Ostracod assemblages in the Frasassi Caves and adjacent sulfidic spring and Sentino River in the northeastern Apennines of Italy
Peterson, D.E., Finger, K.L., Iepure, S., Mariani, S., Montanari, A. and Namiotko, T.
Journal of Cave and Karst Studies
Abstract: Rich, diverse assemblages comprising a total (live + dead) of twenty-one
ostracod species belonging to fifteen genera were recovered from phreatic waters of the
hypogenic Frasassi Cave system and the adjacent Frasassi sulfidic spring and Sentino
River in the Marche region of the northeastern Apennines of Italy. Specimens were
recovered from ten sites, eight of which were in the phreatic waters of the cave system
and sampled at different times of the year over a period of five years. Approximately
6900 specimens were recovered, the vast majority of which were disarticulated valves; live
ostracods were also collected. The most abundant species in the sulfidic spring and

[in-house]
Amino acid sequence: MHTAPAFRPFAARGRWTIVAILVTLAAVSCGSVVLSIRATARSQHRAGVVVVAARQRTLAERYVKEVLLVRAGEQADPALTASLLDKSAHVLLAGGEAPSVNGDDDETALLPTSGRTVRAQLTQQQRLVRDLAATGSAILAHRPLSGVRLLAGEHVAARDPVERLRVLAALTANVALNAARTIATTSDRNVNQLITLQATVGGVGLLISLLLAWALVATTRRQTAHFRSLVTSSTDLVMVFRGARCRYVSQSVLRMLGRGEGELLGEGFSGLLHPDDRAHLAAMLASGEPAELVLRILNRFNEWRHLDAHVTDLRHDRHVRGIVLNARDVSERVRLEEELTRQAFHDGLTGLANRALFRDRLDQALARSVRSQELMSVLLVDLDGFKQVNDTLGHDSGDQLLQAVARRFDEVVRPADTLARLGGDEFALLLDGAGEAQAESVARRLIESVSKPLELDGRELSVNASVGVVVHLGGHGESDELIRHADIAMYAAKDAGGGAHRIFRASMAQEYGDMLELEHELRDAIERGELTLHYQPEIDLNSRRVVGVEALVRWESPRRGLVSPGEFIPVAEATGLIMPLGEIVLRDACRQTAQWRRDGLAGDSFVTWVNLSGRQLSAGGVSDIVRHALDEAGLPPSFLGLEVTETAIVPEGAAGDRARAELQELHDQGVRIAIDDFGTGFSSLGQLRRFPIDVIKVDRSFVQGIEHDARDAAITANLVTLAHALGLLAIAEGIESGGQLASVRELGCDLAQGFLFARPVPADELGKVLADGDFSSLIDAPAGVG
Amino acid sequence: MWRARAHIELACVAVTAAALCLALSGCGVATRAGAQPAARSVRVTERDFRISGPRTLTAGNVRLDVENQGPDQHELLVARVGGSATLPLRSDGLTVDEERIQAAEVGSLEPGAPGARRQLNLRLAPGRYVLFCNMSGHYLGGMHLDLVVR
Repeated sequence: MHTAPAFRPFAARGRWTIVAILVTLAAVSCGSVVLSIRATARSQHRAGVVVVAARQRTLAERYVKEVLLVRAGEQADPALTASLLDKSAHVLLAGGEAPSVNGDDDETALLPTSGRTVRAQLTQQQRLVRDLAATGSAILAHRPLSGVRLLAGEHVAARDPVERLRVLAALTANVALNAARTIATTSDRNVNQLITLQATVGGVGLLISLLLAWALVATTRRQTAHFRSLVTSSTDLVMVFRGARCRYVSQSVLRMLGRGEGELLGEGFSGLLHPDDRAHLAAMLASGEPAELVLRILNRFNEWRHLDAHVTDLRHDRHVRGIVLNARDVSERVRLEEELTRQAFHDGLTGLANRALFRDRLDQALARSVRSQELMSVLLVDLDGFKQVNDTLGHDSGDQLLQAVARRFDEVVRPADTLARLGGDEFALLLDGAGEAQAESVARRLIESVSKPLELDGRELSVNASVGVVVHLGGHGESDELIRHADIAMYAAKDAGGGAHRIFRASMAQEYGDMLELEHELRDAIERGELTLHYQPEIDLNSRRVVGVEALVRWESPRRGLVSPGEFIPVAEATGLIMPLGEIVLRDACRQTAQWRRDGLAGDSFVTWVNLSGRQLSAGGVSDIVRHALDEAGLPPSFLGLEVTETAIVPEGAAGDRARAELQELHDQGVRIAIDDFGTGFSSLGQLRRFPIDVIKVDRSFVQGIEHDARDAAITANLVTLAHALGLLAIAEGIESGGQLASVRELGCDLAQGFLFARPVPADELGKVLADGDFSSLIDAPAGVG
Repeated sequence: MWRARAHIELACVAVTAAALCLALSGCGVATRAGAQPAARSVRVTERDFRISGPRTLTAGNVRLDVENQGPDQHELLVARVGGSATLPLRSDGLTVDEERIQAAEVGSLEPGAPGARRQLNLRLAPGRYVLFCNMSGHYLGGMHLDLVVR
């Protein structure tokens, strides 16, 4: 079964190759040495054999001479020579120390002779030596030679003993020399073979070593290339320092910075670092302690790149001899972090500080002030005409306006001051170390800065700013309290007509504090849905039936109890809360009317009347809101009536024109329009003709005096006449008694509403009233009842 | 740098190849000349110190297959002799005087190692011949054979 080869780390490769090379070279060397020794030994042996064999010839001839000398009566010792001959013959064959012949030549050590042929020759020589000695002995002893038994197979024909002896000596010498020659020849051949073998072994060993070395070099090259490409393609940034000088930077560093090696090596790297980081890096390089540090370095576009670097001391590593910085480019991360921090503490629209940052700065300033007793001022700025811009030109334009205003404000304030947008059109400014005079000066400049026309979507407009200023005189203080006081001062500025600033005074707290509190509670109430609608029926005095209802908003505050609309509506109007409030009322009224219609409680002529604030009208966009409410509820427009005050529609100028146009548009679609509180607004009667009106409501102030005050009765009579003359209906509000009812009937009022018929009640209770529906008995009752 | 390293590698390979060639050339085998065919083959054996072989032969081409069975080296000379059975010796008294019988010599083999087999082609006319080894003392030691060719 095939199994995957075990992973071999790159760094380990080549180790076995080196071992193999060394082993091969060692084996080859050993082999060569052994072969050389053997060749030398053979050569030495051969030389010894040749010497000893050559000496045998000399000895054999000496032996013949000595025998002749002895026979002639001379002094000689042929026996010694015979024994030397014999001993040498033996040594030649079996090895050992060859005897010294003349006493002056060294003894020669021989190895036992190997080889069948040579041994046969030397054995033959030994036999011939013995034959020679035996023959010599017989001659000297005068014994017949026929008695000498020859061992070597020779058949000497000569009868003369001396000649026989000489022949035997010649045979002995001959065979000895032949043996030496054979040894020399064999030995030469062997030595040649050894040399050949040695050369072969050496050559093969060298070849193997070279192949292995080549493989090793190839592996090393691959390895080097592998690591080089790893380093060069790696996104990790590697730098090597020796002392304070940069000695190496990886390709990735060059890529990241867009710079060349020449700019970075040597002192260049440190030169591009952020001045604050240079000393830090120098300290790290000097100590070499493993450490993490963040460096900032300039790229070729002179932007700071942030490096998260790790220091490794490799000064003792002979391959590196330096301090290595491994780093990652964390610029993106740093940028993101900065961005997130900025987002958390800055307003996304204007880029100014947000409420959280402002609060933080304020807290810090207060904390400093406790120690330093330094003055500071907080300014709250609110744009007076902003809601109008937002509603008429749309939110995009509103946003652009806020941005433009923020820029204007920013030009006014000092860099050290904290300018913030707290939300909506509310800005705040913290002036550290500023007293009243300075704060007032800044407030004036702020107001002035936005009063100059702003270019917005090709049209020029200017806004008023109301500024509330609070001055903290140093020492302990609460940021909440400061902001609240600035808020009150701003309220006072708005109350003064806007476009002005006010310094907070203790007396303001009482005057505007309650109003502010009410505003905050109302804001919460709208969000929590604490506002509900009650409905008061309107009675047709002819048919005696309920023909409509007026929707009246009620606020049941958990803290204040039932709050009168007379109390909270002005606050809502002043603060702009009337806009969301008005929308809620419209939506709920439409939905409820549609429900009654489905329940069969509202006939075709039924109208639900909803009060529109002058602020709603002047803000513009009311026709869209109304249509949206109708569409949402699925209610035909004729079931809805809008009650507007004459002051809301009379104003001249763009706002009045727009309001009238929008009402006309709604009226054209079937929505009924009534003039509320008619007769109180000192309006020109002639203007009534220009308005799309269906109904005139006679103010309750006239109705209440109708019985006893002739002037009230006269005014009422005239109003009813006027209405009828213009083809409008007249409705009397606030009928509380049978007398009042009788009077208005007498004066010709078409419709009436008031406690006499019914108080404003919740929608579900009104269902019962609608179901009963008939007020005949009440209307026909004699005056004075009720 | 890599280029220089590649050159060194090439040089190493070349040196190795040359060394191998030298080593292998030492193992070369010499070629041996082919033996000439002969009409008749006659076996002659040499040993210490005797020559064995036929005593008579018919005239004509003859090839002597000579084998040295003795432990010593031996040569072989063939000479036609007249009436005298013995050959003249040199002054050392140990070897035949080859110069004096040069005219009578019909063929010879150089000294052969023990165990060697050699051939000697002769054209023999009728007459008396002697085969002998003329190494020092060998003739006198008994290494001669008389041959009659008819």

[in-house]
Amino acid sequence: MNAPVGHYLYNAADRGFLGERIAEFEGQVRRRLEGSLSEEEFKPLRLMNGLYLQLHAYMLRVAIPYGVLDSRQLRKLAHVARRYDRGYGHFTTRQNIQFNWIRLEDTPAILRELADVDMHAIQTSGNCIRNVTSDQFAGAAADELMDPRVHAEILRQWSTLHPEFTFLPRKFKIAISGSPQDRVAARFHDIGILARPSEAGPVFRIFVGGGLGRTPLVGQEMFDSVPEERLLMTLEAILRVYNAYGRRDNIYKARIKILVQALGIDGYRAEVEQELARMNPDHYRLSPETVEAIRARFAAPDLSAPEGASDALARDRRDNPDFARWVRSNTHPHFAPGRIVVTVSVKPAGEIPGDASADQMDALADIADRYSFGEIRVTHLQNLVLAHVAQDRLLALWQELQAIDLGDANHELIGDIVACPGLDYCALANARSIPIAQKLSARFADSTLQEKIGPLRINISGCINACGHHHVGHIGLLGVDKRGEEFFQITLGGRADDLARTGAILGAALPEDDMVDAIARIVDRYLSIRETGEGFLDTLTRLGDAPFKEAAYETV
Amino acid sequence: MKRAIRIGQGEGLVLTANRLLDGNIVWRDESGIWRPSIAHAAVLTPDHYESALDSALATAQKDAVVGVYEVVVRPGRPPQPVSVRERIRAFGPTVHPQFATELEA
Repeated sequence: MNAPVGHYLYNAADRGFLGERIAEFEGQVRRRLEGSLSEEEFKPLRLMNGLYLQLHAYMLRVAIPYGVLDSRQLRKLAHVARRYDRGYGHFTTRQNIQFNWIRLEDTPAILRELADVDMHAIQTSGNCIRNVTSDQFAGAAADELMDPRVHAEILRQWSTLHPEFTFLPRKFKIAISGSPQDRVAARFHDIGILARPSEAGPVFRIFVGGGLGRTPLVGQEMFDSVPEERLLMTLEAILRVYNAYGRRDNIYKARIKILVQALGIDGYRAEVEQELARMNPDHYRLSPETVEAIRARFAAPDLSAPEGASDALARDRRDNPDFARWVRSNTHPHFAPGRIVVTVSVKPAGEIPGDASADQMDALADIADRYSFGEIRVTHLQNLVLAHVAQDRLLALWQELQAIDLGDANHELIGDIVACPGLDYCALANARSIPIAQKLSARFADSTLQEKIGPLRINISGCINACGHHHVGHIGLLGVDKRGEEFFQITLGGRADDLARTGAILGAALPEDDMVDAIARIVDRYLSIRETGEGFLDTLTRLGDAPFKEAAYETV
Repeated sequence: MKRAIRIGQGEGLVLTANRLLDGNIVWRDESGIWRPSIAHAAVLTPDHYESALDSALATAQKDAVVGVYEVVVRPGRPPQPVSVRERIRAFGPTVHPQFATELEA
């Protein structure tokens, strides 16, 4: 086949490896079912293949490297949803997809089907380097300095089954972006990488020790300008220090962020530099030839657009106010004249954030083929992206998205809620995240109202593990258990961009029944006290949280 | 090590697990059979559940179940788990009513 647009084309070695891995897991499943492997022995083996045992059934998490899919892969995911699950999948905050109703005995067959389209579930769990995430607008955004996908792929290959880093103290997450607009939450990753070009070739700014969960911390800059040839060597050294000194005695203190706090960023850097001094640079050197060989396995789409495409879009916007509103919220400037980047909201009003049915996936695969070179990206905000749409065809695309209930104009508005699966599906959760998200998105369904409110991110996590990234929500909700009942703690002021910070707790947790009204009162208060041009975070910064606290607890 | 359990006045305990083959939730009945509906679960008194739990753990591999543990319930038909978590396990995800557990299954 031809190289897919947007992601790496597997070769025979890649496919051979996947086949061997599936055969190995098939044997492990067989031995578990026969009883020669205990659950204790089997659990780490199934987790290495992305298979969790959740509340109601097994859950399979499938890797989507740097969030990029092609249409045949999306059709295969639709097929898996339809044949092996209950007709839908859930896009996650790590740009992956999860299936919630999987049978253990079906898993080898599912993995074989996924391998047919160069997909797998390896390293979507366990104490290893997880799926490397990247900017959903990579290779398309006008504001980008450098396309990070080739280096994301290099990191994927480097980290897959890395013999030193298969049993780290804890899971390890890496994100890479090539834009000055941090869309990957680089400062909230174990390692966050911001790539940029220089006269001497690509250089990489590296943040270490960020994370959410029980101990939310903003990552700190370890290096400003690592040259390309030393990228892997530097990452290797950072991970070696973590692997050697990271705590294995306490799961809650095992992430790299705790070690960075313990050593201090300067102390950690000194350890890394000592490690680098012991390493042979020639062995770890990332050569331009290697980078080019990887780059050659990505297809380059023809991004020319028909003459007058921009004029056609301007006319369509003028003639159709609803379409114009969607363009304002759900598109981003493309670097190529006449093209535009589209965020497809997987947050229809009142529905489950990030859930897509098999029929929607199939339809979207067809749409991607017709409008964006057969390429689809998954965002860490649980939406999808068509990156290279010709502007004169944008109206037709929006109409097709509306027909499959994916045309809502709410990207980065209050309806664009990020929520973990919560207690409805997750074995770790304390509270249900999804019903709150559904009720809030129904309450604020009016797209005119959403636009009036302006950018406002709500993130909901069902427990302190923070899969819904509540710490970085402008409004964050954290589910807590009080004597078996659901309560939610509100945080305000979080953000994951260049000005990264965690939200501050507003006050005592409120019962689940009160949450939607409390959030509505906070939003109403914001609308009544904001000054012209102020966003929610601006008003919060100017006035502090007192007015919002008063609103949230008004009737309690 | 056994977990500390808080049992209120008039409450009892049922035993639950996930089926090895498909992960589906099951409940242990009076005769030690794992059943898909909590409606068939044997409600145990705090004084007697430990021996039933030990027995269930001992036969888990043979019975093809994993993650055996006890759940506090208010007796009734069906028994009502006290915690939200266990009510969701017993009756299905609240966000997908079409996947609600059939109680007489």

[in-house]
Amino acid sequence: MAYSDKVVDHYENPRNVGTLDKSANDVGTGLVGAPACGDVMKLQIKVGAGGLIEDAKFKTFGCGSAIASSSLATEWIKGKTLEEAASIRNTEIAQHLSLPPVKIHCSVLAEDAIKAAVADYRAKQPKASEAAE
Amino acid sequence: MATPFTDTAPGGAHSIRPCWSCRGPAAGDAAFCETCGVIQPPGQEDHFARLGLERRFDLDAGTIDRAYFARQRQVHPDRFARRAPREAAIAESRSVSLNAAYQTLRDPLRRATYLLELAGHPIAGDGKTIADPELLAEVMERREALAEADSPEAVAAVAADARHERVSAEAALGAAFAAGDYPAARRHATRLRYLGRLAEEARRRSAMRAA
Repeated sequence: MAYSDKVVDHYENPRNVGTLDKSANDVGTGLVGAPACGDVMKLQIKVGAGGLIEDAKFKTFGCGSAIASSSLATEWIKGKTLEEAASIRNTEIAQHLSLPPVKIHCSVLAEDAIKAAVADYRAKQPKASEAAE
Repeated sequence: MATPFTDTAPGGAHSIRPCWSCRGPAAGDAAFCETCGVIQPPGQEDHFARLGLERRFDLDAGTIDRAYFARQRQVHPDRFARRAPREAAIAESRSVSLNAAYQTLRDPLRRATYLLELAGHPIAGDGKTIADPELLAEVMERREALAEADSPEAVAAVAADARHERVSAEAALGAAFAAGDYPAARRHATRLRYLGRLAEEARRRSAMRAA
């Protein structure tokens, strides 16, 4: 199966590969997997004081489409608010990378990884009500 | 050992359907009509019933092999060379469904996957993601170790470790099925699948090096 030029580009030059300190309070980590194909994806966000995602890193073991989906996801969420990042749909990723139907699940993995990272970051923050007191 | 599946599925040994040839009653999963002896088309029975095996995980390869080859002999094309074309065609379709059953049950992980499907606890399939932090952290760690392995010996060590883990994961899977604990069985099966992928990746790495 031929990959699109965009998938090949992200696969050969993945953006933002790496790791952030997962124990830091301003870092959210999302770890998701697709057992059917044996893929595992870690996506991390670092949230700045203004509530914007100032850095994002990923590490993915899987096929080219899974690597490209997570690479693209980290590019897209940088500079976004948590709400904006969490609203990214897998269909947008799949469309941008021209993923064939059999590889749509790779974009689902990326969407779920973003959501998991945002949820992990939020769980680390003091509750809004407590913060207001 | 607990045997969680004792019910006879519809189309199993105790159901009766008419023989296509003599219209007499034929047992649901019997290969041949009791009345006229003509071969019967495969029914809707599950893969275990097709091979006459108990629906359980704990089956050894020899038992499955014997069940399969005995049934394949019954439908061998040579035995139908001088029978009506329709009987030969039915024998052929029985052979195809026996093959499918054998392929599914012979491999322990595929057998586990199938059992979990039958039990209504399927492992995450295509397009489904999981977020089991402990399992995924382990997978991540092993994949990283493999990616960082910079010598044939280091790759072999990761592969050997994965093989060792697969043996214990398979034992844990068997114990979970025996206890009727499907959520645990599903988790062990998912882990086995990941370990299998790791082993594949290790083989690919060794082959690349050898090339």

Sentino River were Prionocypris zenkeri, Herpetocypris chevreuxi, and Cypridopsis vidua,
while the phreatic waters of the cave system were dominated by two putatively new
stygobitic species of Mixtacandona and Pseudolimnocythere and a species that was
also abundant in the sulfidic spring, Fabaeformiscandona ex gr. F. fabaeformis.
Pseudocandona ex gr. P. eremita, likely another new stygobitic species, is recorded for
the first time in Italy. The relatively high diversity of the ostracod assemblages at Frasassi
could be attributed to the heterogeneity of groundwater and associated habitats or to
niche partitioning promoted by the creation of a chemoautotrophic ecosystem based on
sulfur-oxidizing bacteria. Other possible factors are the geologic age and hydrologic
conditions of the cave and karst aquifer system that possibly originated in the early–
middle Pleistocene when topographic uplift and incision enabled deep sulfidic waters to
reach the local carbonate aquifer. Flooding or active migration would have introduced
the invertebrates that now inhabit the Frasassi Cave system.